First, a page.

The work we do outside in our gardens is, for most of us, a labor of love. But some of us do turn this love into a full-time gig. If you decide to turn your hobby into a full time profession, the question then becomes: will my love of landscaping pay the bills or am I just going to wind up doing it for love.
The U.S. Bureau of Labor Statistics breaks down landscaping services into the category of “landscaping, lawn service, and groundskeeping.” The latter two careers can very logically make one think of young males earning cash for the summer by cutting lawns, or those guys who steer a little too close as you’re teeing off at the local golf course. The distinction here is that the careers tracked by the federal agency are “first-line supervisors” who answer “inquiries from potential customers regarding methods, material, and price ranges; and preparing estimates according to labor, material, and machine costs.”
The BLS statistically tracks the more manual labor aspects of groundskeeping in a separate category. So the feds see the distinction too. Landscape architects are yet another professional category (but since their training is more formalized, the BLS statistics for that occupation is not considered below).
Texas ranks third in the country in employing these landscaping supervisors (see map below), trailing only California and Florida. Landscaping is a big business in Texas, employing more than 6,800 first-line supervisors.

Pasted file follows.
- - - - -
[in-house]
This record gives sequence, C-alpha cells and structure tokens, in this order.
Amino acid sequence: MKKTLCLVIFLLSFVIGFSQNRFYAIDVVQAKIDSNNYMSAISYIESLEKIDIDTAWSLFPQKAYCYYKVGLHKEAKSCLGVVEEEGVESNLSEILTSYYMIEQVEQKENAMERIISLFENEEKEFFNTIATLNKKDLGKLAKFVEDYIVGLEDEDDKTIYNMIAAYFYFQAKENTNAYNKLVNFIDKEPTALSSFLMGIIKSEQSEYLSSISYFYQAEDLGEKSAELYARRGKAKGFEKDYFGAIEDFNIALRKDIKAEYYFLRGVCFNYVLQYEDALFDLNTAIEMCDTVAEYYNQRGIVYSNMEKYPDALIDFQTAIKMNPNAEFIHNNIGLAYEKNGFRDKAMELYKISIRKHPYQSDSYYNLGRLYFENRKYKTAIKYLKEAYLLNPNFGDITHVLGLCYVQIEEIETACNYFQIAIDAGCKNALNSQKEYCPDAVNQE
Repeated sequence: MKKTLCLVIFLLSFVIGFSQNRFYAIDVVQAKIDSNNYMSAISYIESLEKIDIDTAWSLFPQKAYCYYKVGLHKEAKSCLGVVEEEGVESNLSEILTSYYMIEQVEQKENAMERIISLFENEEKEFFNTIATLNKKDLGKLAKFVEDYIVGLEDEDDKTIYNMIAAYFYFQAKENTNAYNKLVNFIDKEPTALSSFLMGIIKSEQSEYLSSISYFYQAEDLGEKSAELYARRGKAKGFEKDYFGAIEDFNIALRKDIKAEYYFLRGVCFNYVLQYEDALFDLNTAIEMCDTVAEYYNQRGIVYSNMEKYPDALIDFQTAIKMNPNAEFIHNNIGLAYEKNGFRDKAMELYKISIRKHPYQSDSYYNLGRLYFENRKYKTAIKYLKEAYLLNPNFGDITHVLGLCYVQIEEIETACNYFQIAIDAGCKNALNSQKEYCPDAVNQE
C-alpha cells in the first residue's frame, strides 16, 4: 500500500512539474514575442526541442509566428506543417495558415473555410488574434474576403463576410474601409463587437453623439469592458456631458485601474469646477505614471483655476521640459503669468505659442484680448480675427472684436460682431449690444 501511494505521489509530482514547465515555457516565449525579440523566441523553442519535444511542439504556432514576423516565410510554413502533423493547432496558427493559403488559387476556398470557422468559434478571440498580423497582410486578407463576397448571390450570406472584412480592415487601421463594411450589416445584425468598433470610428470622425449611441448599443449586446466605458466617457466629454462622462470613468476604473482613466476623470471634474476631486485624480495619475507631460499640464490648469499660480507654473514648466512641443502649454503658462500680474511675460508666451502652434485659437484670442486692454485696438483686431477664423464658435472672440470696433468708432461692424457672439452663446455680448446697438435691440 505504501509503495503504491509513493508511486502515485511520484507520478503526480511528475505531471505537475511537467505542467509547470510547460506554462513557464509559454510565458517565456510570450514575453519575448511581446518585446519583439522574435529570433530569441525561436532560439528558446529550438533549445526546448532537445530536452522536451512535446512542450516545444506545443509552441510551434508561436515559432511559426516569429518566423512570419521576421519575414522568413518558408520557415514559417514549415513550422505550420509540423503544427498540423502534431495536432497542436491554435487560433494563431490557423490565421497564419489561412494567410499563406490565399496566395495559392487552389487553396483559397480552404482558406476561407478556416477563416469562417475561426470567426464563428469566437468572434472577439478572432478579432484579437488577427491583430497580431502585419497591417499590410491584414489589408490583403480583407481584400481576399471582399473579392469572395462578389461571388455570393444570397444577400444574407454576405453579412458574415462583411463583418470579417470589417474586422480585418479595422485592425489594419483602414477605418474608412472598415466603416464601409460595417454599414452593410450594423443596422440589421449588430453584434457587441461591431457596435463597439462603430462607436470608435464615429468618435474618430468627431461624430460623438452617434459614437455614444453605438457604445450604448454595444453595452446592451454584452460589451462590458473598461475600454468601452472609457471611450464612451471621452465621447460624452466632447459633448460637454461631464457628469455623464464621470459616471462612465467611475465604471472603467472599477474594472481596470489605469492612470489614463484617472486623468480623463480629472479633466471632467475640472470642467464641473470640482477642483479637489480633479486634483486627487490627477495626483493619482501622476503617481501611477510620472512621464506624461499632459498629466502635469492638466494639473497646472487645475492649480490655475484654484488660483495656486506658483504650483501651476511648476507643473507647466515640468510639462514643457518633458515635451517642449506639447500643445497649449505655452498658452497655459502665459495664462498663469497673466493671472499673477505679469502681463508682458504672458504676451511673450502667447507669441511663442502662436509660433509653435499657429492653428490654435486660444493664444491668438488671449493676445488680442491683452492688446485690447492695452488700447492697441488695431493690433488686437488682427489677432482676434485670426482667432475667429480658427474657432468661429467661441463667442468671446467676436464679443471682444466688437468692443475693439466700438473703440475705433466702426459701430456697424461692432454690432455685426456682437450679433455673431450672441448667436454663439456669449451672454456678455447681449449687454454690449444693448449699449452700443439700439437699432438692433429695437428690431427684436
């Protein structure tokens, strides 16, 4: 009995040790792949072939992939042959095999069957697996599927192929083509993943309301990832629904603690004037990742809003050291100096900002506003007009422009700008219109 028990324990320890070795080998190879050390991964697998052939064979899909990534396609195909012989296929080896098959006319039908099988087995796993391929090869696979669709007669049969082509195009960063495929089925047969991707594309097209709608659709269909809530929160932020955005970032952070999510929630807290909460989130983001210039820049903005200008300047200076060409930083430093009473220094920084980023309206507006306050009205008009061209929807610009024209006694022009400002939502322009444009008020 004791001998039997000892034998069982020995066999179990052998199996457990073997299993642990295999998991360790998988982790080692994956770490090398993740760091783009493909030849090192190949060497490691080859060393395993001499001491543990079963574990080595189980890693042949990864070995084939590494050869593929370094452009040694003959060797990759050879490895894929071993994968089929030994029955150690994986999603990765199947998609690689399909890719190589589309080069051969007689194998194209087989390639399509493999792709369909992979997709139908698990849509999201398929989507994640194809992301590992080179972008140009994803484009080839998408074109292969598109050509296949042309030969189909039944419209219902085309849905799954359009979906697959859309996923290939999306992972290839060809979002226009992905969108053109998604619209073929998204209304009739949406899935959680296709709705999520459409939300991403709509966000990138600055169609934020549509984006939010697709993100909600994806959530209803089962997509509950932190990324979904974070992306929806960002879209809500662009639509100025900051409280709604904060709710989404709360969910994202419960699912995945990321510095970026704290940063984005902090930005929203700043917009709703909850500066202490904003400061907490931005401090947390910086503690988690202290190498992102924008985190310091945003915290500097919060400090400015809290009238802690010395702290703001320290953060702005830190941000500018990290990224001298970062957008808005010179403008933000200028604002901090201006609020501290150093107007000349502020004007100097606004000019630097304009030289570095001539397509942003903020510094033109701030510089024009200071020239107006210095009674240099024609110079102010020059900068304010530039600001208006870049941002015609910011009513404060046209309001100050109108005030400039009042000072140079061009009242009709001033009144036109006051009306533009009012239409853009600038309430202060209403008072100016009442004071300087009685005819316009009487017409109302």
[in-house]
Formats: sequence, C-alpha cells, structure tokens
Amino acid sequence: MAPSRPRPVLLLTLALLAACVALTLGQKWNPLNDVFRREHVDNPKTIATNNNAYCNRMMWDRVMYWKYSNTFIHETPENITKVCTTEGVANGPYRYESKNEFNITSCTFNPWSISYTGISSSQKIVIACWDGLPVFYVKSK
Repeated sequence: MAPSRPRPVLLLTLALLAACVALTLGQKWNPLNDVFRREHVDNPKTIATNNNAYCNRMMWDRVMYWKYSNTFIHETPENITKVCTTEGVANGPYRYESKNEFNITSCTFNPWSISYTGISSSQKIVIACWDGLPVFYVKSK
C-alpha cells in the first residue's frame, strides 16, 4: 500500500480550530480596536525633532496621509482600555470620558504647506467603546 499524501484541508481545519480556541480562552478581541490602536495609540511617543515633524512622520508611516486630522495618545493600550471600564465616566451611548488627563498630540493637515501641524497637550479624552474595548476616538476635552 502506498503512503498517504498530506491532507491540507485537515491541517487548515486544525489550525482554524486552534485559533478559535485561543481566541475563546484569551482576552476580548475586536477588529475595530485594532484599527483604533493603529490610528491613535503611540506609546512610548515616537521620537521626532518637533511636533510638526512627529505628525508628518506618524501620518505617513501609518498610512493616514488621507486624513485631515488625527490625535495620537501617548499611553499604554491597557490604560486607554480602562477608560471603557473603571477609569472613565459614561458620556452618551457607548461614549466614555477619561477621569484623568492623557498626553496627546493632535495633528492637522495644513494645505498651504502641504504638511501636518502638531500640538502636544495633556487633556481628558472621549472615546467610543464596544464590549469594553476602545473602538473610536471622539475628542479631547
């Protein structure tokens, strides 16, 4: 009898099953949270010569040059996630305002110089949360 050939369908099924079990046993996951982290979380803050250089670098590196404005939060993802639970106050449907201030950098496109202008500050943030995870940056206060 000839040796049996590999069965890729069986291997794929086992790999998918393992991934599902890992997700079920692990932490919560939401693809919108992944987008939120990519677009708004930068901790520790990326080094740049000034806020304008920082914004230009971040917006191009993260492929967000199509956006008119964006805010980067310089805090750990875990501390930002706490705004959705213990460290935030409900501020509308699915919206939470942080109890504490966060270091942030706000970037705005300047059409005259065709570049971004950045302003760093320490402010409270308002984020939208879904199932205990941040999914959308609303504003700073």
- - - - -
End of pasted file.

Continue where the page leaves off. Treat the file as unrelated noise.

As mentioned above, I was wondering how the income earned by landscaping supervisors stacked up against the median household income in the Texas cities listed below. The percentages beside each city indicate how much below or above the median household income that the income of landscaping supervisors are. The higher the percentage, the better the chance that the income is more than just a labor of love.
As you can see, the average landscaping supervisor earns less than city’s median household income in 11 of the 17 Texas cities above. The percentage under the median in Corpus Christi, Houston, El Paso, and San Antonio is slight, and remember that the median household income can, and often does, involve multiple incomes.
As for College Station and Beaumont, the financial incentive appears to be even higher. I think we need to petition Jay to show us some of the gardens in College Station and Beaumont!